Crofting Commission withdraws appeal in MacGillivray v Crofting Commission

Crofting Commission withdraws appeal in MacGillivray v Crofting Commission

The Crofting Commission has confirmed that it has withdrawn its appeal to the Court of Session in connection with the Scottish Land Court’s decision of 18 December 2014 in the case of MacGillivray v Crofting Commission.

That case concerned the Crofting Commission’s policy on decrofting where a croft unit is held in multiple ownership.

On 14 December 2012 crofting commissioners agreed to adopt a policy that all decrofting and letting applications in respect of crofts with multiple owners, must be submitted by all the owners, in their capacity collectively as the ‘landlord’ of the croft, even in those cases where the application related to a part of the croft held in title by only one of their number.

This decision was based on legal advice obtained by the Crofting Commission but never published by them.

Commenting on this U-turn, Brian Inkster of Inksters Solicitors, said: “This is a sensible decision by the Crofting Commission and puts the position back to what it was before they decided on 14 December 2012 to interpret crofting law in a way that I do not believe was ever intended by Scottish government.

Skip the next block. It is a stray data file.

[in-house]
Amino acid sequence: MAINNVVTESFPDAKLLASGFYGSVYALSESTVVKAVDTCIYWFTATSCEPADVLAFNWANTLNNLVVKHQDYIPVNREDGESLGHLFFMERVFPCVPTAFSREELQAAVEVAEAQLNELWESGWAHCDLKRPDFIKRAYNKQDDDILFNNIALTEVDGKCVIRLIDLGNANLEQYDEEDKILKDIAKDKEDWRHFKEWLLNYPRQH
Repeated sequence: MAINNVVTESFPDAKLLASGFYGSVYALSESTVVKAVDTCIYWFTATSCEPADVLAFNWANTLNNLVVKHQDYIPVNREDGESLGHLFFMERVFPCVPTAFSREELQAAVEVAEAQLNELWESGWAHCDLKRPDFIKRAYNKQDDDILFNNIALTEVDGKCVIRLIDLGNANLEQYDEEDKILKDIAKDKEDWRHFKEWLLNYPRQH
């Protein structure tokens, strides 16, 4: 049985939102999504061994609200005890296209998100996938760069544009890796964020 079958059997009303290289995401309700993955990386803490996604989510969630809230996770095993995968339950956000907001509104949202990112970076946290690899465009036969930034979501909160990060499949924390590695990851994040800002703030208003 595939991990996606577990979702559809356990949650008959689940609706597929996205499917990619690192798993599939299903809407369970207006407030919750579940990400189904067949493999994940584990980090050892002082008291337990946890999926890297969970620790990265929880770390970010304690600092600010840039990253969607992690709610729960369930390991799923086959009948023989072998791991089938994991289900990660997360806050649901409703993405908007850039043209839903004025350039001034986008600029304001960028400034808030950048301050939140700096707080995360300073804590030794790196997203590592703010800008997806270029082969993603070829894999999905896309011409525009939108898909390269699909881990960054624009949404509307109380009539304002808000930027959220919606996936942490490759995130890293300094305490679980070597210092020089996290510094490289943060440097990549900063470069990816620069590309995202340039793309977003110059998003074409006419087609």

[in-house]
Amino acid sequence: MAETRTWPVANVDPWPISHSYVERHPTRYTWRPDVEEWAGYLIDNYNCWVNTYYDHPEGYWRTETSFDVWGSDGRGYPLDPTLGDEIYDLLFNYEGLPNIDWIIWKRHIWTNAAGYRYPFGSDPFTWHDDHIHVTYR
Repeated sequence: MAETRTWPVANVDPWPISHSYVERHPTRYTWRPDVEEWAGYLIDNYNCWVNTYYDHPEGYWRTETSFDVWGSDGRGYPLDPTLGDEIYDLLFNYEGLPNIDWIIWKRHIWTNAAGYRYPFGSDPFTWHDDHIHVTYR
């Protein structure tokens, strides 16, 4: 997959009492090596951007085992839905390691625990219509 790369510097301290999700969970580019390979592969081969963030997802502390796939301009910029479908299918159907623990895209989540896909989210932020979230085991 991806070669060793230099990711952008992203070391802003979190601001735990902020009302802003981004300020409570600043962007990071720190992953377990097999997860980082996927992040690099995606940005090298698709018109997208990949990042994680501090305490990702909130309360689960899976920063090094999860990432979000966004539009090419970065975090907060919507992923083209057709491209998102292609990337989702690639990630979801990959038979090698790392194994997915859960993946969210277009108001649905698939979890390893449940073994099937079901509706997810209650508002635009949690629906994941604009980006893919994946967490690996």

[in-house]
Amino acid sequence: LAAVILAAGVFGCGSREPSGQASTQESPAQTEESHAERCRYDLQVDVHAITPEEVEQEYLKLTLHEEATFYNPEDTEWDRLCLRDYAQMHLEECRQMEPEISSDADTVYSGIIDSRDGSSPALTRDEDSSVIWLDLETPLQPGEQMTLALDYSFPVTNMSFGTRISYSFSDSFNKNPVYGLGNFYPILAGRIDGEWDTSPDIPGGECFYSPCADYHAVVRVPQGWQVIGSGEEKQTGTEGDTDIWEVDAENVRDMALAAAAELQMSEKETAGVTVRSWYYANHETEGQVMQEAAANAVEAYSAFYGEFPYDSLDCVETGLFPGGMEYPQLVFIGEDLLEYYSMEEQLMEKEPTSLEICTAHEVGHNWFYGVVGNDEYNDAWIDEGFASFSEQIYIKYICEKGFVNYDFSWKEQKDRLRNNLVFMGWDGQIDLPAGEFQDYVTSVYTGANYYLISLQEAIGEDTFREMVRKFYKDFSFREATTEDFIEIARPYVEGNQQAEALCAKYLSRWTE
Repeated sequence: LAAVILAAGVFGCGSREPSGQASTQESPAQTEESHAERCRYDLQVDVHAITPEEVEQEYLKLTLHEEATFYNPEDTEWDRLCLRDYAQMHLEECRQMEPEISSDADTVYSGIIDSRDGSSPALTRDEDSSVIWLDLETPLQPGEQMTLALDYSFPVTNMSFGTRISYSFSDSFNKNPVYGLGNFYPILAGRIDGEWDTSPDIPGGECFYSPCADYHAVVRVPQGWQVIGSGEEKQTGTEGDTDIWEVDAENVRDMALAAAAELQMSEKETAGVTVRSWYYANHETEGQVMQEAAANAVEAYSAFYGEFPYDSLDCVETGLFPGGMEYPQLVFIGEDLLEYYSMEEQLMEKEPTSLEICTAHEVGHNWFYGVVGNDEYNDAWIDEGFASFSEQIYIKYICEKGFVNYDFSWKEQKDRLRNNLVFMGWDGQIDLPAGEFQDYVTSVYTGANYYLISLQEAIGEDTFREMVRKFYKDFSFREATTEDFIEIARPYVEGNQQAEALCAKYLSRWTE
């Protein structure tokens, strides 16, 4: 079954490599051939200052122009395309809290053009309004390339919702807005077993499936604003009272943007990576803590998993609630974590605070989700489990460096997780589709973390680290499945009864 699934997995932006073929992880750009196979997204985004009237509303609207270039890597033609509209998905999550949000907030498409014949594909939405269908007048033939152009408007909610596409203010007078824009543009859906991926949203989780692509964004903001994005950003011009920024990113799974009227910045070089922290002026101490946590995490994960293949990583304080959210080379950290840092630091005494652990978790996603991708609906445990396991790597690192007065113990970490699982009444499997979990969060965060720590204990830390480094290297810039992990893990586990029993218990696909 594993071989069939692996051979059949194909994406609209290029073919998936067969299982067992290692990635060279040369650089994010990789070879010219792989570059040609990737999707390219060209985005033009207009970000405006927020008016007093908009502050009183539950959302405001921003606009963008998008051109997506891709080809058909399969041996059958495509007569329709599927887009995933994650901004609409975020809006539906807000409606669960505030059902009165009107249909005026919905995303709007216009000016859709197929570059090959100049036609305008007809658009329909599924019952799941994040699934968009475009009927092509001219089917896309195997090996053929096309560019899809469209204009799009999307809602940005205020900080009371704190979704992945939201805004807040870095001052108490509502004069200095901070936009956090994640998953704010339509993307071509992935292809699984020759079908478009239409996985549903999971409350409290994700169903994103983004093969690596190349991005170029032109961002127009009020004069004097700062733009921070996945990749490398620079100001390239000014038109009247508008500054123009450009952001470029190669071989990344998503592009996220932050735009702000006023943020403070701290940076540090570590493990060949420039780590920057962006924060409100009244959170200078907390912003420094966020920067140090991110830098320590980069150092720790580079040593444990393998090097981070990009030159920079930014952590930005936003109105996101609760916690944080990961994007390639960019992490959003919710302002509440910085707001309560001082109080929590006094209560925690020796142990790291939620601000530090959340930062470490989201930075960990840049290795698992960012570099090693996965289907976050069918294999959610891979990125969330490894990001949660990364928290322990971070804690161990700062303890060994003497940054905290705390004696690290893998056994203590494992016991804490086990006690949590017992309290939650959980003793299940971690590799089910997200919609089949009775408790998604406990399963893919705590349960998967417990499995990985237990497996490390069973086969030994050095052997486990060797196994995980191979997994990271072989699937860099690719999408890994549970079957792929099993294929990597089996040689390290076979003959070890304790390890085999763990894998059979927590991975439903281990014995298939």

“The Land Court decision was a clear, sensible and fair one and it makes much sense for the Crofting Commission to abide by it.

“There will be a huge sense of relief amongst owner-occupiers of croft land who are not classified in law as owner-occupier crofters.

“They can now apply to decroft land that they own without requiring the consent of neighbours who happen to be owners of part of the original croft unit.

“The lack of such consent in certain instances was causing huge problems for many who have been in a state of limbo for over two years now.”

The Crofting Commission had originally found Mr & Mrs MacGillivray’s application to decroft land at 37 North Ballachulish for house building to have been incompetent, therefore, the commission could not take a decision on it.

The recent Scottish Land Court ruling found the application to be competent.

No decision has been made yet on the merits of the application which the commission will now have to reconsider.

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